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Can young protesters in Ghana become a political force?

Young Ghanaians have been shouting against bad governance under the hashtag #FixTheCountry since the beginning of May. The campaign was initiated on Twitter by social media influencer Joshua Boye-Doe (popularly known as Kalyjay) in response to the rise in fuel prices following a spate of tax hikes. # FixTheCountry protests might have petered out after a short time (public outcry are rarely held in Ghana), but the insensitive and combative attitude of government supporters, who responded with #FixYourself and #FixYourAttitude, irritated the demonstrators even more and drew attention and Provide support on their cause and trigger calls for demonstrations.

Such an outbreak of youth activism is unusual for Ghana and has not been seen recently. Although Ghana is regularly praised for its stable democracy – especially because of its largely free media and relatively peaceful elections and transfers of power – the citizens hardly demonstrate, but prefer to express their frustration among themselves or via the airwaves and social media.

Young Ghanaians have been shouting against bad governance under the hashtag #FixTheCountry since the beginning of May. The campaign was initiated on Twitter by social media influencer Joshua Boye-Doe (popularly known as Kalyjay) in response to the rise in fuel prices following a spate of tax hikes. # FixTheCountry protests might have petered out after a short time (public outcry are rarely held in Ghana), but the insensitive and combative attitude of government supporters, who responded with #FixYourself and #FixYourAttitude, irritated the demonstrators even more and drew attention and Provide support on their cause and trigger calls for demonstrations.

Such an outbreak of youth activism is unusual for Ghana and has not been seen recently. Although Ghana is regularly praised for its stable democracy – especially because of its largely free media and relatively peaceful elections and transfers of power – the citizens hardly demonstrate, but prefer to express their frustration among themselves or via the airwaves and social media.

Many Ghanaians do not believe that they can make change by putting pressure on political leaders. Many others feel averse and instead focus their energies on finding their own solutions to the myriad economic and social problems that shape life in a developing country like Ghana. The 2019 Round 8 Afrobarometer survey found that 85 percent of respondents in the past year had never contacted a member of parliament about an important issue or shared their views, while 71 percent had never contacted a member of the assembly. Instead, most Ghanaians usually wait until election time to punish politicians in the election. The latest election results speak in this regard.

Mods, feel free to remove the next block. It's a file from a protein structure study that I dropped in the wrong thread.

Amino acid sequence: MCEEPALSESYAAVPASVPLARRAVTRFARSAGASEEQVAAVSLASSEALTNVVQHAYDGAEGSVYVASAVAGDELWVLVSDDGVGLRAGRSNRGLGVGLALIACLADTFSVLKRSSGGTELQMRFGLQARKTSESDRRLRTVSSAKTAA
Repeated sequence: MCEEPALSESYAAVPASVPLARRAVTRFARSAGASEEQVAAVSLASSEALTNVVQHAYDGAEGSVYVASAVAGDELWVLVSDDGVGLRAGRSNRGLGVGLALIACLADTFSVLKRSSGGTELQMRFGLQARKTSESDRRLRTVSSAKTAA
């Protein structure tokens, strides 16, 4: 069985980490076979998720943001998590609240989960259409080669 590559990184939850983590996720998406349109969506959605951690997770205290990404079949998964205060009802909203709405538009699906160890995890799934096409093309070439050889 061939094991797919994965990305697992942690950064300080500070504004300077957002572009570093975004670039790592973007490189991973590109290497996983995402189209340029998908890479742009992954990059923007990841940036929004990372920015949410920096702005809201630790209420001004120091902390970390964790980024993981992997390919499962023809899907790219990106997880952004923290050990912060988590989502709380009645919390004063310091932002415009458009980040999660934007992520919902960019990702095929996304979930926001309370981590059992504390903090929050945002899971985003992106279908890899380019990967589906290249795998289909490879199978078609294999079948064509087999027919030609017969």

Former Ghanaian President John Mahama of the National Democratic Congress (NDC) of the largest opposition party was voted out of office in 2016 after public discontent over widespread corruption among party officials, economic mismanagement and a debilitating power crisis that plagued the country for much of his term in office. had been voted out of office. The incumbent President Nana Akufo-Addo of the New Patriotic Party (NPP) only barely won a second term in the December 2020 elections with a turnout of 79 percent.

Akufo-Addo had been widely accused of forming a "family and friends government" with 126 ministers – the largest government in Ghana's history. In 2016 he made a campaign for the Promise to Eradicate Corruption Funding to a UK company. It also drew the wrath of staff and depositors at the many financial institutions that were shut down as part of his government's financial sector rehabilitation exercise for poor regulation, bankruptcy and fraudulent activity.

NPP parliamentarians were also punished for poor performance. Ghanaians measure the performance of their politicians by the development projects they carry out in their constituencies. The NPP lost its 63-seat majority in the 275-seat unicameral parliament. The party now has 137 seats and forms a narrow majority with an independent MP.